Discussion in 'French-English Vocabulary / Vocabulaire Français-Anglais' started by edmaudantes, Dec 15, 2008.
is there any relevant difference between a thief and a stealer?
I'm not a native, but it seems that you will use thief for the "professional" who wants to steal something in secret. Stealer is for people who "steal" something without secret, i.e. "a girlfriend stealer", s scene-stealer...
Hmm, tricky one. I'd say you'd normally use stealer with what is being stolen e.g scene stealer. Also, a thief is more likely to be someone who steals something concrete, real. Just my feeling, though.
Thief is the word used for someone who is commiting a crime by stealing something. Stealer cannot be used in this way, it is informal and can be used in situations like 'boyfriend-stealer' (an informal, made-up word) as blinnith says, or other less criminal instances of theft such as 'sandwich-stealer!' if someone has taken your lunch from the fridge When a crime is being commited and the law is being broken, stick to thief.
The word "thief" is a noun, which refers to a person who steals. The word "steal" is a verb, which refers to a person taking something without the owner's permission. There is no such noun as "stealer" nor a verb such as "to thieve." Therefore, "a thief steals things" makes sense but to say "a stealer thieves things" does not.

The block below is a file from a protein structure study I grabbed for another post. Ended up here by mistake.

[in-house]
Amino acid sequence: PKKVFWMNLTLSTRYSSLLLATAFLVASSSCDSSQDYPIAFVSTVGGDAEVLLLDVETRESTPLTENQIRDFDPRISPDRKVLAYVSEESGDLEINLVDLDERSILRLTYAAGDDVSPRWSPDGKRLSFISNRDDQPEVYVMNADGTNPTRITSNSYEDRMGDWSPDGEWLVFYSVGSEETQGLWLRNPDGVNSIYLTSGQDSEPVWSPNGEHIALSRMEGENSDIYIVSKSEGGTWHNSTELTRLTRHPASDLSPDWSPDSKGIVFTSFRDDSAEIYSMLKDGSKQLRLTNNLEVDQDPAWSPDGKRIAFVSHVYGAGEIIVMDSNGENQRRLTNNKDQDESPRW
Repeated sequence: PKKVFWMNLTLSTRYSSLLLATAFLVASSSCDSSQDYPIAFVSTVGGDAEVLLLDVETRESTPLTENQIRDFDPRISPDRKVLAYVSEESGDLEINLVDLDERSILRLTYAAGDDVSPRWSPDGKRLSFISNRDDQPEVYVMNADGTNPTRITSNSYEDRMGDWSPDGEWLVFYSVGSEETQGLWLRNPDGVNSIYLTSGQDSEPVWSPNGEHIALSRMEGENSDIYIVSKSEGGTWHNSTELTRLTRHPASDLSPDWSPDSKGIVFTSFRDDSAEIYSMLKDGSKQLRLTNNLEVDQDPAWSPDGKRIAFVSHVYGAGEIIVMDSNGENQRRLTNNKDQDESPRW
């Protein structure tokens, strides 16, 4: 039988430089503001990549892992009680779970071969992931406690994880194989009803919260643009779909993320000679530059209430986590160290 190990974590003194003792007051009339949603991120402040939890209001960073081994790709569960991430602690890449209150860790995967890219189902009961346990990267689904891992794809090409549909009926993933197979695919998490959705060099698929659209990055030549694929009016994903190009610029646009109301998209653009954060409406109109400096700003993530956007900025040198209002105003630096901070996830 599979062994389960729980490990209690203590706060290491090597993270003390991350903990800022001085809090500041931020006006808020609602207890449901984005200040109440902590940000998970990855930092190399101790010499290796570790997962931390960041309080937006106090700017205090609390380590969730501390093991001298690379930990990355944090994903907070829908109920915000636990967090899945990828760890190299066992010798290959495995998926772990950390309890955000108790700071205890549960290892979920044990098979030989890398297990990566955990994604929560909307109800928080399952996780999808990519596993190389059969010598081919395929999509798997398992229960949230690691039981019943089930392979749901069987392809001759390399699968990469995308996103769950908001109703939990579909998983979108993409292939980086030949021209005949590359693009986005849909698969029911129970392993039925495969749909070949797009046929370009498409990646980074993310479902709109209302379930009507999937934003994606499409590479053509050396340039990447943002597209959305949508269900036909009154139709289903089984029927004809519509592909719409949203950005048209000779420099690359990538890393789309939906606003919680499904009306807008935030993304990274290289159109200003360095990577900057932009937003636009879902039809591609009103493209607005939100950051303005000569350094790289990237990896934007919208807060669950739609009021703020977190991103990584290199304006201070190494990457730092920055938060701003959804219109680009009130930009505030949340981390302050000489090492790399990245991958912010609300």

And yes, I know, we have all called our schoolmates "stealers" when they took something of ours in grade school but it was not quite correct English.
Whilst I agree here, that stealer is not proper english but thief is, it's worth pointing out that another commonly used, incorrect word in English is 'to thieve' - "he thieved my lunch!" Definately not correct English, however you may see it every now and again, especially amongst groups of young people.
I agree with Frenchspanish and Machiavelo. Australian usage is exactly the same as in England (and Quebec!).
I don't want to be a time stealer (hum...that'd be another thread) so thanks to all of you for these useful precisions.
I just wanted to mention that "stealer" is in the Oxford English Dictionary though...
Separate names with a comma.